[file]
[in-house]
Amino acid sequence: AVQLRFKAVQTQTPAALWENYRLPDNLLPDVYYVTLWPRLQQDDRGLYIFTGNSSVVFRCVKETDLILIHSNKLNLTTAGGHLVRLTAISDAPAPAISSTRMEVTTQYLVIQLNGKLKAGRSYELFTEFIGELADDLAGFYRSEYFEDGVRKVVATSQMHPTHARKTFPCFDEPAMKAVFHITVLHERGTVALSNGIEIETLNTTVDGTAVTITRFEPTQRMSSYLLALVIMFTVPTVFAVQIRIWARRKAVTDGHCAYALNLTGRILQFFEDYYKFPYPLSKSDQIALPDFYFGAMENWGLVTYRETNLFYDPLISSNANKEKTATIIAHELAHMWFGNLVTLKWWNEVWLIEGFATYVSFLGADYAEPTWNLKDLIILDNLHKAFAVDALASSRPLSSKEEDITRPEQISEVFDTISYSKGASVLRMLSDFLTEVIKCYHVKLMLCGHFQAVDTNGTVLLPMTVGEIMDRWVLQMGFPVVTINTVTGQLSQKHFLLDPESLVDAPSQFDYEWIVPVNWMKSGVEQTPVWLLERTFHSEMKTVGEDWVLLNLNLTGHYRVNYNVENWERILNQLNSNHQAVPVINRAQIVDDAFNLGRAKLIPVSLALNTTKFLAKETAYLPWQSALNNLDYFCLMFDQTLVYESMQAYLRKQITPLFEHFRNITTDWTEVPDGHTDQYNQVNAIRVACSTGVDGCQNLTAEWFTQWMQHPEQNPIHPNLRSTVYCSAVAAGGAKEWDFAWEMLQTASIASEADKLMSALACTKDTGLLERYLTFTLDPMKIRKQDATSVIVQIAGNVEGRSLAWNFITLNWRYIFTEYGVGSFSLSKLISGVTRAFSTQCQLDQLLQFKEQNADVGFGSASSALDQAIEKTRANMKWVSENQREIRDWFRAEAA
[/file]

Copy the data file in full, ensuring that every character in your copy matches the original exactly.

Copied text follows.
[in-house]
Amino acid sequence: AVQLRFKAVQTQTPAALWENYRLPDNLLPDVYYVTLWPRLQQDDRGLYIFTGNSSVVFRCVKETDLILIHSNKLNLTTAGGHLVRLTAISDAPAPAISSTRMEVTTQYLVIQLNGKLKAGRSYELFTEFIGELADDLAGFYRSEYFEDGVRKVVATSQMHPTHARKTFPCFDEPAMKAVFHITVLHERGTVALSNGIEIETLNTTVDGTAVTITRFEPTQRMSSYLLALVIMFTVPTVFAVQIRIWARRKAVTDGHCAYALNLTGRILQFFEDYYKFPYPLSKSDQIALPDFYFGAMENWGLVTYRETNLFYDPLISSNANKEKTATIIAHELAHMWFGNLVTLKWWNEVWLIEGFATYVSFLGADYAEPTWNLKDLIILDNLHKAFAVDALASSRPLSSKEEDITRPEQISEVFDTISYSKGASVLRMLSDFLTEVIKCYHVKLMLCGHFQAVDTNGTVLLPMTVGEIMDRWVLQMGFPVVTINTVTGQLSQKHFLLDPESLVDAPSQFDYEWIVPVNWMKSGVEQTPVWLLERTFHSEMKTVGEDWVLLNLNLTGHYRVNYNVENWERILNQLNSNHQAVPVINRAQIVDDAFNLGRAKLIPVSLALNTTKFLAKETAYLPWQSALNNLDYFCLMFDQTLVYESMQAYLRKQITPLFEHFRNITTDWTEVPDGHTDQYNQVNAIRVACSTGVDGCQNLTAEWFTQWMQHPEQNPIHPNLRSTVYCSAVAAGGAKEWDFAWEMLQTASIASEADKLMSALACTKDTGLLERYLTFTLDPMKIRKQDATSVIVQIAGNVEGRSLAWNFITLNWRYIFTEYGVGSFSLSKLISGVTRAFSTQCQLDQLLQFKEQNADVGFGSASSALDQAIEKTRANMKWVSENQREIRDWFRAEAA